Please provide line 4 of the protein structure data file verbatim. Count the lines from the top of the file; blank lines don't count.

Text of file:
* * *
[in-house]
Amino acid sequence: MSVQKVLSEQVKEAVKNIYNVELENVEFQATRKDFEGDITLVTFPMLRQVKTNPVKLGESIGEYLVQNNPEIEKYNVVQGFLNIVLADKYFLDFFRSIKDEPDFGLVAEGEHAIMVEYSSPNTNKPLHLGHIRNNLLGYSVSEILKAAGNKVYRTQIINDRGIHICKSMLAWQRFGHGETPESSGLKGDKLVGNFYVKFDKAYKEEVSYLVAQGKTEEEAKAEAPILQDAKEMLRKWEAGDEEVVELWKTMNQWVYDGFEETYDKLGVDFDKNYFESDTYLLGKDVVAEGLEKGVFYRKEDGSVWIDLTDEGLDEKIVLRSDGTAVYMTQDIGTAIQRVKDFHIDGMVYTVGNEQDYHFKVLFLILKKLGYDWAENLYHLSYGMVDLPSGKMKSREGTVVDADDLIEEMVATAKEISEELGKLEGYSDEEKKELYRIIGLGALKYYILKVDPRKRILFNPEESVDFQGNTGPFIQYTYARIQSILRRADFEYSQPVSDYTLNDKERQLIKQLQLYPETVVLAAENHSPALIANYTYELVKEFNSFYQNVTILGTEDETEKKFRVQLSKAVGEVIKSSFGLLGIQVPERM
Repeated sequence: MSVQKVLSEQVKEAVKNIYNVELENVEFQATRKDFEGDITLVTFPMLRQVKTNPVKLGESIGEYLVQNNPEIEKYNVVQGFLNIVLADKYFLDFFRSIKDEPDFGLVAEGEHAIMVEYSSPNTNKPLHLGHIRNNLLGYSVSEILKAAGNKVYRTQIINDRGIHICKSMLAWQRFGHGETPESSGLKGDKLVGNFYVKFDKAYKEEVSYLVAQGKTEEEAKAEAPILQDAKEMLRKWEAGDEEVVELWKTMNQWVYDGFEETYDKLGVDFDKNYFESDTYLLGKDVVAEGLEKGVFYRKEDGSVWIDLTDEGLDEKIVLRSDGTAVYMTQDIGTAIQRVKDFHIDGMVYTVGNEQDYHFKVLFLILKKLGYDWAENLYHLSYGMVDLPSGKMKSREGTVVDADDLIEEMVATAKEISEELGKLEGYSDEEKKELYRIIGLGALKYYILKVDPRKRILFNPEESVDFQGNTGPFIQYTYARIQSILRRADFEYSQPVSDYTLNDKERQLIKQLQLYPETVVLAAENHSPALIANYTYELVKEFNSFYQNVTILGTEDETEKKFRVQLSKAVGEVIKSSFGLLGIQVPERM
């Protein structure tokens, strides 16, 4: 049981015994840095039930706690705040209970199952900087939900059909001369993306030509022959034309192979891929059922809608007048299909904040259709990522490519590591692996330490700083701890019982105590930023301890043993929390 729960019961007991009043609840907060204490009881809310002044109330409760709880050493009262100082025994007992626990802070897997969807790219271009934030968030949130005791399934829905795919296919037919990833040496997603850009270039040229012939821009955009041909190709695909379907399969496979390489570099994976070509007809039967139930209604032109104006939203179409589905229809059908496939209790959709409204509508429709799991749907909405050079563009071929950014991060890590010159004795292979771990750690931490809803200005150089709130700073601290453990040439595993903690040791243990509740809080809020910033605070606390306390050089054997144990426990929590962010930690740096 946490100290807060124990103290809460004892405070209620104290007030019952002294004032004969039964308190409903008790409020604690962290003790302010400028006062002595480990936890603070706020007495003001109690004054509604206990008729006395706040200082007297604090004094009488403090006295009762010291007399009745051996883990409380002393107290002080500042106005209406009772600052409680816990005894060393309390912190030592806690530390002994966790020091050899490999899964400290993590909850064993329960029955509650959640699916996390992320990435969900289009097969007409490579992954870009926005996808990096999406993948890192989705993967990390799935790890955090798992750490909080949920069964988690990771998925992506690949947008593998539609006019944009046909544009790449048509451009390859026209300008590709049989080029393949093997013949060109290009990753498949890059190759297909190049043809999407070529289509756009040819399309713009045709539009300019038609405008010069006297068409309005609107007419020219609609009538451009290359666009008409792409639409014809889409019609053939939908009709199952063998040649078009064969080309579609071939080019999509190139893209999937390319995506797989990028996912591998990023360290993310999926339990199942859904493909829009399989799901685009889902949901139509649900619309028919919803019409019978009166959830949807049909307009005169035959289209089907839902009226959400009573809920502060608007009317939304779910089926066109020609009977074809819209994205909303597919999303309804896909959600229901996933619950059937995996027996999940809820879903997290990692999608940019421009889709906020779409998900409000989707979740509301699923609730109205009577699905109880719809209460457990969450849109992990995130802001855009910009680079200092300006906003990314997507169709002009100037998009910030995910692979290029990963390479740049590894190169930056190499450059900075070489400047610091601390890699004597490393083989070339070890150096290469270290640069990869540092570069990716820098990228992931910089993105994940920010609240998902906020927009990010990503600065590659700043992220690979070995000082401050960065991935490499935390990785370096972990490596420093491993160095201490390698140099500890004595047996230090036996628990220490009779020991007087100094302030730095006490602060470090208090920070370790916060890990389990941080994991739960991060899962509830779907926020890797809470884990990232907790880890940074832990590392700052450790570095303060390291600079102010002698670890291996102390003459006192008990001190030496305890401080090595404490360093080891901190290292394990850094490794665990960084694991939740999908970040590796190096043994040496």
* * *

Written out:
């Protein structure tokens, strides 16, 4: 049981015994840095039930706690705040209970199952900087939900059909001369993306030509022959034309192979891929059922809608007048299909904040259709990522490519590591692996330490700083701890019982105590930023301890043993929390 729960019961007991009043609840907060204490009881809310002044109330409760709880050493009262100082025994007992626990802070897997969807790219271009934030968030949130005791399934829905795919296919037919990833040496997603850009270039040229012939821009955009041909190709695909379907399969496979390489570099994976070509007809039967139930209604032109104006939203179409589905229809059908496939209790959709409204509508429709799991749907909405050079563009071929950014991060890590010159004795292979771990750690931490809803200005150089709130700073601290453990040439595993903690040791243990509740809080809020910033605070606390306390050089054997144990426990929590962010930690740096 946490100290807060124990103290809460004892405070209620104290007030019952002294004032004969039964308190409903008790409020604690962290003790302010400028006062002595480990936890603070706020007495003001109690004054509604206990008729006395706040200082007297604090004094009488403090006295009762010291007399009745051996883990409380002393107290002080500042106005209406009772600052409680816990005894060393309390912190030592806690530390002994966790020091050899490999899964400290993590909850064993329960029955509650959640699916996390992320990435969900289009097969007409490579992954870009926005996808990096999406993948890192989705993967990390799935790890955090798992750490909080949920069964988690990771998925992506690949947008593998539609006019944009046909544009790449048509451009390859026209300008590709049989080029393949093997013949060109290009990753498949890059190759297909190049043809999407070529289509756009040819399309713009045709539009300019038609405008010069006297068409309005609107007419020219609609009538451009290359666009008409792409639409014809889409019609053939939908009709199952063998040649078009064969080309579609071939080019999509190139893209999937390319995506797989990028996912591998990023360290993310999926339990199942859904493909829009399989799901685009889902949901139509649900619309028919919803019409019978009166959830949807049909307009005169035959289209089907839902009226959400009573809920502060608007009317939304779910089926066109020609009977074809819209994205909303597919999303309804896909959600229901996933619950059937995996027996999940809820879903997290990692999608940019421009889709906020779409998900409000989707979740509301699923609730109205009577699905109880719809209460457990969450849109992990995130802001855009910009680079200092300006906003990314997507169709002009100037998009910030995910692979290029990963390479740049590894190169930056190499450059900075070489400047610091601390890699004597490393083989070339070890150096290469270290640069990869540092570069990716820098990228992931910089993105994940920010609240998902906020927009990010990503600065590659700043992220690979070995000082401050960065991935490499935390990785370096972990490596420093491993160095201490390698140099500890004595047996230090036996628990220490009779020991007087100094302030730095006490602060470090208090920070370790916060890990389990941080994991739960991060899962509830779907926020890797809470884990990232907790880890940074832990590392700052450790570095303060390291600079102010002698670890291996102390003459006192008990001190030496305890401080090595404490360093080891901190290292394990850094490794665990960084694991939740999908970040590796190096043994040496």